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    Sorry, I wasn't very specific.  The 10,000 invocation is the default
    for server VM.  For client, I think it is 1,500 invocations.<br>
    <br>
    I simplified my explanation.  Optimization for server doesn't start
    until 10,000 method invocations or 10,000 loop iterations.  However,
    the optimized code won't be used unless the thread enters the method
    or iteration after the compilation is done.<br>
    <br>
    JRockit JVM never executed bytecode.  When the class was loaded, it
    immediately created native code albeit not fully optimized.  This
    made JRockit startup times much slower than HotSpot.  However,
    JRockit was usually able to get to full speed much faster.  This
    prompted HotSpot to adopted a tiered compilation strategy.  1,000
    invocations was used to avoid the slow startup times yet get to
    native code sooner than waiting until 10,000 invocations.  If
    configurable, you can probably get HotSpot to behave like JRockit by
    setting the first compilation to 0 or 1 invocations.<br>
    <br>
    1,000 and 10,000 seem like arbitrary values with a little bit of
    experience or science behind them.  Sure, anyone could tune these
    values specific for their application to get the optimal start up
    and warm up performance.  But, how can we pick the best value
    averaged for all workloads?  How do we even collect that data?  We
    could run several tests and find the best value averaged for those
    tests, but there will always be a more optimal value for each
    individual application.  It seems this is something best for the
    program writer to tune.<br>
    <div class="moz-cite-prefix"><br>
      <div class="moz-signature"><a
          href="http://psr.us.oracle.com/wiki/index.php/User:Nathan_Reynolds">Nathan
          Reynolds</a> | Architect | 602.333.9091<br>
        <font color="red">Oracle</font> <a
          href="http://psr.us.oracle.com/">PSR Engineering</a> | Server
        Technology<br>
      </div>
      On 2/7/2013 9:08 AM, Gregg Wonderly wrote:<br>
    </div>
    <blockquote class=" cite" id="mid_5113D176_5070309_cytetech_com"
      cite="mid:5113D176.5070309@cytetech.com" type="cite">I've always
      wondered why these kinds of "large" invocation counts are used. 
      In many methods, there will be a single entry in most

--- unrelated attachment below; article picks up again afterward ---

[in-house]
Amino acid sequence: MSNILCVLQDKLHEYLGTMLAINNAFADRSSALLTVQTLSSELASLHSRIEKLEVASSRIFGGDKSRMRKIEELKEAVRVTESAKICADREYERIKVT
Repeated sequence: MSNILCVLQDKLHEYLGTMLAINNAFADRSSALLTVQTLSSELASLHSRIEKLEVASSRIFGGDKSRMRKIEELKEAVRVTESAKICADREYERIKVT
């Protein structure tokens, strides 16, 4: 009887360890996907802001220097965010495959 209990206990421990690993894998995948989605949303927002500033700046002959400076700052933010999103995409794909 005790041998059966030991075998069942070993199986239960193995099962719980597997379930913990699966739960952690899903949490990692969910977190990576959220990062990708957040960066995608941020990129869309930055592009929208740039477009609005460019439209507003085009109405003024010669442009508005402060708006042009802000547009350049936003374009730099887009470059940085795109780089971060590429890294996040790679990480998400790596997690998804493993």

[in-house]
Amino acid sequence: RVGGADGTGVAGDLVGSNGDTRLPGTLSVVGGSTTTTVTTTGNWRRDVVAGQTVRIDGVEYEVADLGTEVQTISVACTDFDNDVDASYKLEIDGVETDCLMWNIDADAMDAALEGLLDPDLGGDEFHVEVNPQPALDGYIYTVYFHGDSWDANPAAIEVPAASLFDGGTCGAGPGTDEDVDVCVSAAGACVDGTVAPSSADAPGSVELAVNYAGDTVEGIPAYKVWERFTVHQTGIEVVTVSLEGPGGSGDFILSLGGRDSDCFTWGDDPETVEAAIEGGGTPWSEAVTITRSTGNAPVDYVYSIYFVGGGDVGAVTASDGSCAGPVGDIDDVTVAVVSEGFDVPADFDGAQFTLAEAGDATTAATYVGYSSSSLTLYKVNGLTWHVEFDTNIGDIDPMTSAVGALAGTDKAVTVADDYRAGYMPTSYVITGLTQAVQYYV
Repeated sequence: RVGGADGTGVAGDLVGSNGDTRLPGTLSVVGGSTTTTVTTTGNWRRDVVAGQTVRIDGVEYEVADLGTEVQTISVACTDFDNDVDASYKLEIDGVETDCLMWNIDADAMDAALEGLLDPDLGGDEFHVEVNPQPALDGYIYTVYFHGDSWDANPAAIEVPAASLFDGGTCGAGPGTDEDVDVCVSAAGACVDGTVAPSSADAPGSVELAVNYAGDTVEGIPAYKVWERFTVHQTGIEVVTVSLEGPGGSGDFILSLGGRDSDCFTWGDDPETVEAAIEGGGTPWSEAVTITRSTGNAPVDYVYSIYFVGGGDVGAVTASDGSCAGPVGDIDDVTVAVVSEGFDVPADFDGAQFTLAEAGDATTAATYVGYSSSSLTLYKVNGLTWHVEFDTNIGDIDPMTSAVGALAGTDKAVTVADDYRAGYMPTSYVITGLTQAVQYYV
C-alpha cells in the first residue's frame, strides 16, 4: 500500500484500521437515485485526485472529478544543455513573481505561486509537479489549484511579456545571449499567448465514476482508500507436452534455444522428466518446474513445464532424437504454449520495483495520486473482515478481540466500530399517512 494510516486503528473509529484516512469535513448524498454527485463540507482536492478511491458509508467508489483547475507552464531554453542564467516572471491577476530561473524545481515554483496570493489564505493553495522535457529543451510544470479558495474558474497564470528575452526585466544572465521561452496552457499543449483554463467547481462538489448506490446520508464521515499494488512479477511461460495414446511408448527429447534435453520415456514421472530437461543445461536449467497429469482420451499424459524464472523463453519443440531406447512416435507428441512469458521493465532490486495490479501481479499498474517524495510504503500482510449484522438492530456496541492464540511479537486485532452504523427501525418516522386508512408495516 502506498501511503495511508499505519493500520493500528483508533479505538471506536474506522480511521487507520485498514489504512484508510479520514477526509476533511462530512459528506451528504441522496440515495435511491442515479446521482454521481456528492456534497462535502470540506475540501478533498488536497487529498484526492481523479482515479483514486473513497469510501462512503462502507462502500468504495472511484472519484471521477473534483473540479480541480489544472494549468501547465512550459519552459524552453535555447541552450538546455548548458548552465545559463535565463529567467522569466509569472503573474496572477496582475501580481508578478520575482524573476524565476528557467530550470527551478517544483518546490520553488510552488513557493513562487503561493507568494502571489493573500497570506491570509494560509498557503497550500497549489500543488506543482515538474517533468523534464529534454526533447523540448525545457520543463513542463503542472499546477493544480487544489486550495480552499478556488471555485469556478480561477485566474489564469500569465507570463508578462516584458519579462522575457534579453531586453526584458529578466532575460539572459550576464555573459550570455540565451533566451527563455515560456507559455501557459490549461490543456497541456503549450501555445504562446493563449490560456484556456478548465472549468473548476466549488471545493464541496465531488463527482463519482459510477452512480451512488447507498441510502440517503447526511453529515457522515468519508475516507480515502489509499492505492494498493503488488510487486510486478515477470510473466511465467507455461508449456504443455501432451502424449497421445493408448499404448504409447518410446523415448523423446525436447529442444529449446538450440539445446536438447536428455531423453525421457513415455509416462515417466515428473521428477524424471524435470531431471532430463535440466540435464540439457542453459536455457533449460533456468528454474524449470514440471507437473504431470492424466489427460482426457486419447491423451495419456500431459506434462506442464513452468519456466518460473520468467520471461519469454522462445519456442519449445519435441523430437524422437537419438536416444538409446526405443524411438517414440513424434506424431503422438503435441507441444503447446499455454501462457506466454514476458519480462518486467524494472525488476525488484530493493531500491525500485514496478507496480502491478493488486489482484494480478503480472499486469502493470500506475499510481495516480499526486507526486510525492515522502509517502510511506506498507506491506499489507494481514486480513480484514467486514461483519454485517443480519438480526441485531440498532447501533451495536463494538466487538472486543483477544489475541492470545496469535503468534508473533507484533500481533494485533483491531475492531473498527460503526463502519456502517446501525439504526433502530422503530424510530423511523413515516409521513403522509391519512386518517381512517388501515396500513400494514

applications, and "loops" inside of that method could be optimized
      much sooner.  In many of my desktop applications, I set the
      invocation count (on the command line) to 100 or even 25, and get
      faster startups, and better performance for the small amount of
      time that I use the apps.  For the client VM, it really seems
      strange to wait so long (1000 invocations), to compile with
      instrumentation.  Then waiting for 10 times that many invocations
      to decide on the final optimizations seems a bit of a stretch.
      <br>
      <br>
      Are there real data values from lots of different users which
      indicate that these "counts" are when people are ready to be more
      productive?  I know that there are probably lots of degenerative
      cases where optimizations will be missed without enough data.  But
      it would seem better to go to native code early, and adapt
      occasionally, rather than wait until you can be sure to be
      perfect.
      <br>
      <br>
      Gregg Wonderly
      <br>
      <br>
      On 2/7/2013 9:49 AM, Nathan Reynolds wrote:
      <br>
      <blockquote class=" cite" id="Cite_0" type="cite">With tiered
        compilation, once a method reaches 1,000 invocations
        <br>
        (configurable?), it is compiled with instrumentation.  Then when
        it reaches
        <br>
        10,000 invocations (configurable), it is fully optimized using
        the
        <br>
        instrumentation profiling data.  For these operations, the JIT
        threads should
        <br>
        run at a higher priority.  However, there are some optimizations
        which are too
        <br>
        heavy to do at a high priority.  These optimizations should be
        done at a low
        <br>
        priority.  Also, methods, which haven't quite reached the 1,000